Building A Dream
Six hours west of Nairobi, Kenya, there's a tiny village where
you can run forever on the dirt roads, past miles of green
fields bursting with tea leaves. But although Kapsabet, Kenya is
a runner's paradise, the village is extremely poor. With an
average income of $100 a month, large families live in tiny
homes with dirt floors, no windows, no plumbing and no
electricity. There also aren't any telephones, refrigerators,
washing machines, ovens or any of the basic appliances that most
Americans can't imagine living without.
"You immediately see the overwhelming need," said Creigh Kelley
who recently visited the town, "You can taste the need and see
that with small amounts of money, you can make a major change."
Kapsabet, Kenya is the birthplace of one of Colorado's fastest
5K and 10K runners. Peter Tanui grew up in the village and
graduated from the town's Kipture Primary School more than a
decade ago. "In Kenya, the rich are really rich and the poor are
really poor," Tanui noted. Tanui left Kenya for America when he
was awarded a running scholarship to Lubbock Christian
University in 1994. After four years at the school, he became a
12-time All American and the Kipture School's first college
graduate. Tanui now lives and trains in Colorado, but he hasn't
forgotten his hometown or the tiny school with inadequate space
Just a few months ago, Tanui started the Kipture Primary School
Fund to help rebuild the crumbling school. So far the foundation
has raised a few thousand dollars, enough funds for the library
walls, the floor and the roofing materials. More than 400 pounds
of school supplies and books were donated by Sandburg Elementary
School in Littleton. But there's still so much to be done.
Tanui's goal is to raise a total of $65,000 to build a kitchen,
to complete the library, to provide better sanitation and
outhouses, to bring electricity to the school and to eventually
endow a scholarship so that the village's children can become
more educated. The school was originally built by the British in
1942, but because of insufficient funds, there wasn't enough
money to complete it. Still, more than sixty years later, the
school is the only source of education for more than 400
students from kindergarten to eighth grade.
Tanui first had the idea of raising money to help the school
while in college. He felt fortunate to be able to attend college
in America and wanted to help others. "It's always been my dream
to give back to the school if I could succeed in America, but
when I finished college, I had nothing. I didn't know where to
When Creigh and Annie Kelley traveled to Kenya last year with
Tanui, they were shocked at the conditions. Yet they were amazed
at how intelligent and hardworking the children were. When the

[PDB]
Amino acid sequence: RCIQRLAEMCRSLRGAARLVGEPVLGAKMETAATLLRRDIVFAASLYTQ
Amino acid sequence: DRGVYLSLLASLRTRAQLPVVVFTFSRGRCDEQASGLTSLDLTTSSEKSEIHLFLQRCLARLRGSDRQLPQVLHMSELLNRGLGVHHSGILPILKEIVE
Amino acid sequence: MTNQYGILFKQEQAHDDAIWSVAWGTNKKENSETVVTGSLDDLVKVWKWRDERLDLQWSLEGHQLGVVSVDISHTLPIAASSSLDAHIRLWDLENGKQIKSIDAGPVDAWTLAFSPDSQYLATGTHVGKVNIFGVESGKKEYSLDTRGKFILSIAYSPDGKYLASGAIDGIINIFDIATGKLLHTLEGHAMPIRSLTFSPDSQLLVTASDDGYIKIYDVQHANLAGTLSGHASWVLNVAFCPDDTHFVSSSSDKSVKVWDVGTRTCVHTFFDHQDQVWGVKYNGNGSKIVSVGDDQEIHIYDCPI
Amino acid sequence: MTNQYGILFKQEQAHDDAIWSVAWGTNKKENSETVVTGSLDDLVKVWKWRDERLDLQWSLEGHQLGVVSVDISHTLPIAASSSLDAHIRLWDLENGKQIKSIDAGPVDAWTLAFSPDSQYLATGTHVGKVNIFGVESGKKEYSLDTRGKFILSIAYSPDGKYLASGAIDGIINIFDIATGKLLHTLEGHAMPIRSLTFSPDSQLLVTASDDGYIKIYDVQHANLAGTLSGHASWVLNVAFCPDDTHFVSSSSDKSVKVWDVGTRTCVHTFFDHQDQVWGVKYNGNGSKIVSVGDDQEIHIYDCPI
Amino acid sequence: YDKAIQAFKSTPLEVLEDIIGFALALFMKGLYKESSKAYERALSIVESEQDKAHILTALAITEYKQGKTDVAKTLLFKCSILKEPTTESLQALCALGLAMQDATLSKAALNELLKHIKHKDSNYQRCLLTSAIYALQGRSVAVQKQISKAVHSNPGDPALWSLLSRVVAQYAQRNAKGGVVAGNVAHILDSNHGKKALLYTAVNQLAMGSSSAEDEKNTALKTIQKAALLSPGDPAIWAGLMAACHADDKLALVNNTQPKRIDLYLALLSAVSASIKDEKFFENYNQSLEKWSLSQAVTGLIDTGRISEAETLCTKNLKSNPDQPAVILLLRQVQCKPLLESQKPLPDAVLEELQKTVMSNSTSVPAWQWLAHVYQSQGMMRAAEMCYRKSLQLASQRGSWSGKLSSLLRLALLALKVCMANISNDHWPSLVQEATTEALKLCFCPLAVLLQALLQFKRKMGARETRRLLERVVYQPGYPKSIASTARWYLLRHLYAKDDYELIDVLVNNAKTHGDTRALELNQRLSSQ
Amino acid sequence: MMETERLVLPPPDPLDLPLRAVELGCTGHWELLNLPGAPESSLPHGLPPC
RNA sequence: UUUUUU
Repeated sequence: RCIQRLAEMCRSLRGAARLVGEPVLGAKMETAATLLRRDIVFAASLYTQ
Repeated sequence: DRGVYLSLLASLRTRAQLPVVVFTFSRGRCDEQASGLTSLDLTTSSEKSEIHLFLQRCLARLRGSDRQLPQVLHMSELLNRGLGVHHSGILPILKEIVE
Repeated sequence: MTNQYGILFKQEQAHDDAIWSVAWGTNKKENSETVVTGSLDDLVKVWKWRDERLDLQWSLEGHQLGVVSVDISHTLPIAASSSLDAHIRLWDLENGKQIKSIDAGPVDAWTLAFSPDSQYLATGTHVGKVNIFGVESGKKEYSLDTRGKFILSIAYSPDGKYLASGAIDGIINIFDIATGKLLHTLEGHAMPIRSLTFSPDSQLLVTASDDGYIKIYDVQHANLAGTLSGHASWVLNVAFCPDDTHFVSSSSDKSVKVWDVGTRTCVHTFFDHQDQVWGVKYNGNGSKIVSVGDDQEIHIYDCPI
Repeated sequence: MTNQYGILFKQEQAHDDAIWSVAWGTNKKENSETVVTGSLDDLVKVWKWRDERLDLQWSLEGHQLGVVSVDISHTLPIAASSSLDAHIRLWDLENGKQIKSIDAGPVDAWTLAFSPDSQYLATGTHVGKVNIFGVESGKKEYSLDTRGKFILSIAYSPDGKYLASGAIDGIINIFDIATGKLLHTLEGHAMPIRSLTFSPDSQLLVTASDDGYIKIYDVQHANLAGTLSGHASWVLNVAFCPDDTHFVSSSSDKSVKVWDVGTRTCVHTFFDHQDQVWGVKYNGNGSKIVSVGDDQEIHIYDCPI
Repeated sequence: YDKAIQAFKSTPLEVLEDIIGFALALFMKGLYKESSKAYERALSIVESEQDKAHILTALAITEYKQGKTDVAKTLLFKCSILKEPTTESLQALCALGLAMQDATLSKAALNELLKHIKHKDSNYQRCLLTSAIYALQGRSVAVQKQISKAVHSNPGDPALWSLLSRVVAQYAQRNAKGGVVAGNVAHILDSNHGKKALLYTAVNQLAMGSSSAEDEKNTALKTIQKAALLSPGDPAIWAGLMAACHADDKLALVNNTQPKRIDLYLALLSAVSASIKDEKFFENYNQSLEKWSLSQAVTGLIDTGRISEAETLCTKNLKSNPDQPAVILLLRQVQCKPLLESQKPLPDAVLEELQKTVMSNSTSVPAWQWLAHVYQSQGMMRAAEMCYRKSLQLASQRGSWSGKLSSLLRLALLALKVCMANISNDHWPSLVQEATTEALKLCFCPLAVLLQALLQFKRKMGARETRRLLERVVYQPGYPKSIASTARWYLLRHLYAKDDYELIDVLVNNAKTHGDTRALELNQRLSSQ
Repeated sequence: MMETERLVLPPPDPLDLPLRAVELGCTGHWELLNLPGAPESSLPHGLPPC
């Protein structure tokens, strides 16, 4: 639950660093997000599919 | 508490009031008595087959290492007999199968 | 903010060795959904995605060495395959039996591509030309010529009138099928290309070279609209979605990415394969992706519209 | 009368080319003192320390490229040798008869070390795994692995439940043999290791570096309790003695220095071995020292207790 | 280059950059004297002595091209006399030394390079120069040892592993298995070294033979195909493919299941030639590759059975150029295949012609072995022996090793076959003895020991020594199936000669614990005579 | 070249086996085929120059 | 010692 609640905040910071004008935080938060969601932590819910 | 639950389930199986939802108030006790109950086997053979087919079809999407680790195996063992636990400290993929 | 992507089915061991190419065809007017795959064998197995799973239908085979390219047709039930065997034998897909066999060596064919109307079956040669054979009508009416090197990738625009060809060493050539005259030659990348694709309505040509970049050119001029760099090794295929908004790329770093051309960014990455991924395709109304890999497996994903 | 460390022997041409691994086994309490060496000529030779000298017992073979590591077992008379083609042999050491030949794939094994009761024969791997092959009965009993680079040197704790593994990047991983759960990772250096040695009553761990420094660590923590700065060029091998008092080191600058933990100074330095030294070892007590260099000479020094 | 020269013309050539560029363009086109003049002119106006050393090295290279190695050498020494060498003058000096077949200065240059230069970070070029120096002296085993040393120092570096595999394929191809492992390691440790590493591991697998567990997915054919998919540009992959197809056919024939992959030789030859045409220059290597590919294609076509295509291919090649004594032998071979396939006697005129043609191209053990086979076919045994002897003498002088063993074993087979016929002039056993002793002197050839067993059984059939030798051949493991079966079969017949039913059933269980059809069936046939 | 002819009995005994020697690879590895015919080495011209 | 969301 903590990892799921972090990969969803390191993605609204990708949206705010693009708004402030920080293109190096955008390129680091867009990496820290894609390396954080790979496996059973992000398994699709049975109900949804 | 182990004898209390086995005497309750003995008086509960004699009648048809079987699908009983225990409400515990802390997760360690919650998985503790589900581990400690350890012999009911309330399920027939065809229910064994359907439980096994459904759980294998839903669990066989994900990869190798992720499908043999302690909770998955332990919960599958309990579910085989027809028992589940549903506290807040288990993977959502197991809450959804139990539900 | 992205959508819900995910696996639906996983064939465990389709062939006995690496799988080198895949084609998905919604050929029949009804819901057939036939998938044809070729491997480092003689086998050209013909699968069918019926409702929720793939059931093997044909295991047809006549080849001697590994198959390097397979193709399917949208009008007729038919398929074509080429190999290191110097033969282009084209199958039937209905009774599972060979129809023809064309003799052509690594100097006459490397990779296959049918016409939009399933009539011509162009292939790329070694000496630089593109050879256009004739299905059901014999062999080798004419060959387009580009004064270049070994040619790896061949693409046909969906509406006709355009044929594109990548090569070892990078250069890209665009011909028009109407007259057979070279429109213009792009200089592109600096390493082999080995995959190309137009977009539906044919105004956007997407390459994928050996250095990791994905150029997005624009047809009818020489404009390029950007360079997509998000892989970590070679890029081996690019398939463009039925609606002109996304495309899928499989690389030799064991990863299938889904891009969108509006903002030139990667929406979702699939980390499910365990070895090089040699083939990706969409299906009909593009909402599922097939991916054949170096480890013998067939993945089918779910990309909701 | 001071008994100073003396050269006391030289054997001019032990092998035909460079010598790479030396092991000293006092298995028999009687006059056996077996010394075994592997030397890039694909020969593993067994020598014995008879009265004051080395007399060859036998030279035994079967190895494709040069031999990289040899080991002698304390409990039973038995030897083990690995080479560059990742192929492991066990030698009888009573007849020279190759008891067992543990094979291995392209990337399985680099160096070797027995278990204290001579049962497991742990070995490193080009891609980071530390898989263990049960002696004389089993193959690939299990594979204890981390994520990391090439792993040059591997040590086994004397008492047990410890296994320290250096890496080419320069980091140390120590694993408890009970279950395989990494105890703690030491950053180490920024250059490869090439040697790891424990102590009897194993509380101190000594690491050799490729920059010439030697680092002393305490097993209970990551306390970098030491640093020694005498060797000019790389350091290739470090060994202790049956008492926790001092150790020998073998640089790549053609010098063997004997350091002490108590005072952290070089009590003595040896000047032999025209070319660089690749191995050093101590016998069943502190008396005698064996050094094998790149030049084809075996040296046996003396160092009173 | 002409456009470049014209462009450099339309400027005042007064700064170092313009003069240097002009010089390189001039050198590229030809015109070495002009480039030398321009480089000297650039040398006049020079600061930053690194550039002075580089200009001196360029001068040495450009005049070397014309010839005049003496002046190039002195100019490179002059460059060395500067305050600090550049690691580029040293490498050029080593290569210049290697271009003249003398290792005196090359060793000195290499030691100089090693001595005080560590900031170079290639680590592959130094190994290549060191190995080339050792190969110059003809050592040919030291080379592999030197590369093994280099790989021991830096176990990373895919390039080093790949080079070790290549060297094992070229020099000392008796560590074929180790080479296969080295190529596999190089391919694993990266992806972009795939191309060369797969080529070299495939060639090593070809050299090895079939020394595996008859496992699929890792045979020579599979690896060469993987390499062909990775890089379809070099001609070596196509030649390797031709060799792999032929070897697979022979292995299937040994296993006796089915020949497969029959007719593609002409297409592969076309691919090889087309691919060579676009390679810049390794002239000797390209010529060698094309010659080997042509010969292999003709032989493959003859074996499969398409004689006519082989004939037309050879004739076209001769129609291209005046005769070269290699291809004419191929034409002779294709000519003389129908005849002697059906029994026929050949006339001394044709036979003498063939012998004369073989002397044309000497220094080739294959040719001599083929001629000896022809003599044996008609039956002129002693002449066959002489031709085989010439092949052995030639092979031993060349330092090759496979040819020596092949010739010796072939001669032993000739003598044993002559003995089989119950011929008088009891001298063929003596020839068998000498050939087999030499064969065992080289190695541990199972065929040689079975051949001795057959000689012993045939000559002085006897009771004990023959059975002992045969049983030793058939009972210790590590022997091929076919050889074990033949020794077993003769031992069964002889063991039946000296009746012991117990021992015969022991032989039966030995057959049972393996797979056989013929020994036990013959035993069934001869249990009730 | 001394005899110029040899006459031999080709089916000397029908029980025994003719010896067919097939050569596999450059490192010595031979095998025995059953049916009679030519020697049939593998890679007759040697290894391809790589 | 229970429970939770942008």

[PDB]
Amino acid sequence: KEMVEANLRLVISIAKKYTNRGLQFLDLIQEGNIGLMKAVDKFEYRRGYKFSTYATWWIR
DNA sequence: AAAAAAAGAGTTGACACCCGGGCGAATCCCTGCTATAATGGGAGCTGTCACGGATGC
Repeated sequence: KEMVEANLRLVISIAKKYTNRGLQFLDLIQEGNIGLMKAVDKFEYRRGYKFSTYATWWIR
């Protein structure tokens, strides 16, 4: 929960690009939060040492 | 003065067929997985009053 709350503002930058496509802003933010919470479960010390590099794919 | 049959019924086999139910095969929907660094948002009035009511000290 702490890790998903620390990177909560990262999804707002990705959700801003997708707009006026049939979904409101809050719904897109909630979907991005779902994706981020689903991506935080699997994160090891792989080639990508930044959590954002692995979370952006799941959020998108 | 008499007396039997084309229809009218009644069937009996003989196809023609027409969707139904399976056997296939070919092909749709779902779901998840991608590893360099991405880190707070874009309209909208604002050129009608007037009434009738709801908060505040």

students first saw the couple, they swarmed around them
shouting "Mzungu! Mzungu!" which means 'white person' because
they had never seen white people before. They were fascinated
with Annie's red nail polish and thrilled when she gave each
child a stick of chewing gum (she bought 600 pieces for just
"They're extremely bright, they just don't have any money,"
Creigh remembers. "And because the school doesn't have a
kitchen, many of the children had to run for several miles just
to get home for lunch." It's hard to imagine many American kids
running to school and back several times a day, only to have to
gather firewood or fetch water when they got home at night.
After spending a few days in Kapsabet, the Kelley's decided that
something could be done to improve the children's education.
They had seen that the children read from school books that were
decades old and they didn't have many school supplies to use.
The parent's committee also made a plea for help to Creigh and
Annie. "I've decided that this is going to be a labor of love,"
Creigh said, "And it won't take huge amounts of money to make an
enormous difference." Tanui said that the Kelley's inspired him
to make his dream come true, "I was surprised and delighted that
they wanted to help. Creigh told me that we could do this. He
gave me hope."
Tanui knows why people should help rebuild his former
school. "For me, the best way to help other human beings is to
give them an education. You can buy them better clothes and buy
them food, but with an education, you are helping them become
self sufficient and get out of poverty."
You can help Tanui by sending a donation to "Kipture Primary
School Fund" at BKB Ltd., PO Box 4184, Englewood, CO 80155. The
foundation is a nonprofit organization run entirely by
volunteers. After the project's completion, Parthenia Jones,
president of the Potts Trotters running club, plans to travel to
Kapsabet to dedicate the new buildings in memory of Steve Muniz,
who was a friend of Tanui and a Potts Trotter.
You can look at more pictures by logging onto www.bkbltd.com/kenya.htm.
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